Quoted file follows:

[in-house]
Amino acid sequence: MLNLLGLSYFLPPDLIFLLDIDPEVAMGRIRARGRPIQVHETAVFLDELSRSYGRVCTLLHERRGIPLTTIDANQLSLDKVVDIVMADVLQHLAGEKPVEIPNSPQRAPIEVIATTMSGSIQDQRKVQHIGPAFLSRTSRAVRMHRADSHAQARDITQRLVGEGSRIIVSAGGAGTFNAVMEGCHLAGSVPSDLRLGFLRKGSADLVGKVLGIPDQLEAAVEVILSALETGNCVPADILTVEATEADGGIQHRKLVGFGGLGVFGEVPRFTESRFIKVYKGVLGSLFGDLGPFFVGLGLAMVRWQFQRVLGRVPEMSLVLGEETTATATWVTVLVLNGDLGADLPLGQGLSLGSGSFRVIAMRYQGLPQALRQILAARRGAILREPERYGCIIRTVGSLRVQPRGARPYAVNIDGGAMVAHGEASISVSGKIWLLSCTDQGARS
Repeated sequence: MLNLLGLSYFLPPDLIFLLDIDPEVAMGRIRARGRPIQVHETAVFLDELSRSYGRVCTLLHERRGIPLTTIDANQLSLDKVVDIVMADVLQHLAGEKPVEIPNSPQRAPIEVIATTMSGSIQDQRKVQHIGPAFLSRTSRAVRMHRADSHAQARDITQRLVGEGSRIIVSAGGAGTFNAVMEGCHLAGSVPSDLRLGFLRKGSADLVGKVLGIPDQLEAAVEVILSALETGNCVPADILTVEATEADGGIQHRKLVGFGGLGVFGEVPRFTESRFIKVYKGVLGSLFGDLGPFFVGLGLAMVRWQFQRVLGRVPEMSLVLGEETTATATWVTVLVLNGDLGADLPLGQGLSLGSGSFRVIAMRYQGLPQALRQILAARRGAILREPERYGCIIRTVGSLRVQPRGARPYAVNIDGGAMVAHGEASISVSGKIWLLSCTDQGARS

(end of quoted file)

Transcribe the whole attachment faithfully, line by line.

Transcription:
[in-house]
Amino acid sequence: MLNLLGLSYFLPPDLIFLLDIDPEVAMGRIRARGRPIQVHETAVFLDELSRSYGRVCTLLHERRGIPLTTIDANQLSLDKVVDIVMADVLQHLAGEKPVEIPNSPQRAPIEVIATTMSGSIQDQRKVQHIGPAFLSRTSRAVRMHRADSHAQARDITQRLVGEGSRIIVSAGGAGTFNAVMEGCHLAGSVPSDLRLGFLRKGSADLVGKVLGIPDQLEAAVEVILSALETGNCVPADILTVEATEADGGIQHRKLVGFGGLGVFGEVPRFTESRFIKVYKGVLGSLFGDLGPFFVGLGLAMVRWQFQRVLGRVPEMSLVLGEETTATATWVTVLVLNGDLGADLPLGQGLSLGSGSFRVIAMRYQGLPQALRQILAARRGAILREPERYGCIIRTVGSLRVQPRGARPYAVNIDGGAMVAHGEASISVSGKIWLLSCTDQGARS
Repeated sequence: MLNLLGLSYFLPPDLIFLLDIDPEVAMGRIRARGRPIQVHETAVFLDELSRSYGRVCTLLHERRGIPLTTIDANQLSLDKVVDIVMADVLQHLAGEKPVEIPNSPQRAPIEVIATTMSGSIQDQRKVQHIGPAFLSRTSRAVRMHRADSHAQARDITQRLVGEGSRIIVSAGGAGTFNAVMEGCHLAGSVPSDLRLGFLRKGSADLVGKVLGIPDQLEAAVEVILSALETGNCVPADILTVEATEADGGIQHRKLVGFGGLGVFGEVPRFTESRFIKVYKGVLGSLFGDLGPFFVGLGLAMVRWQFQRVLGRVPEMSLVLGEETTATATWVTVLVLNGDLGADLPLGQGLSLGSGSFRVIAMRYQGLPQALRQILAARRGAILREPERYGCIIRTVGSLRVQPRGARPYAVNIDGGAMVAHGEASISVSGKIWLLSCTDQGARS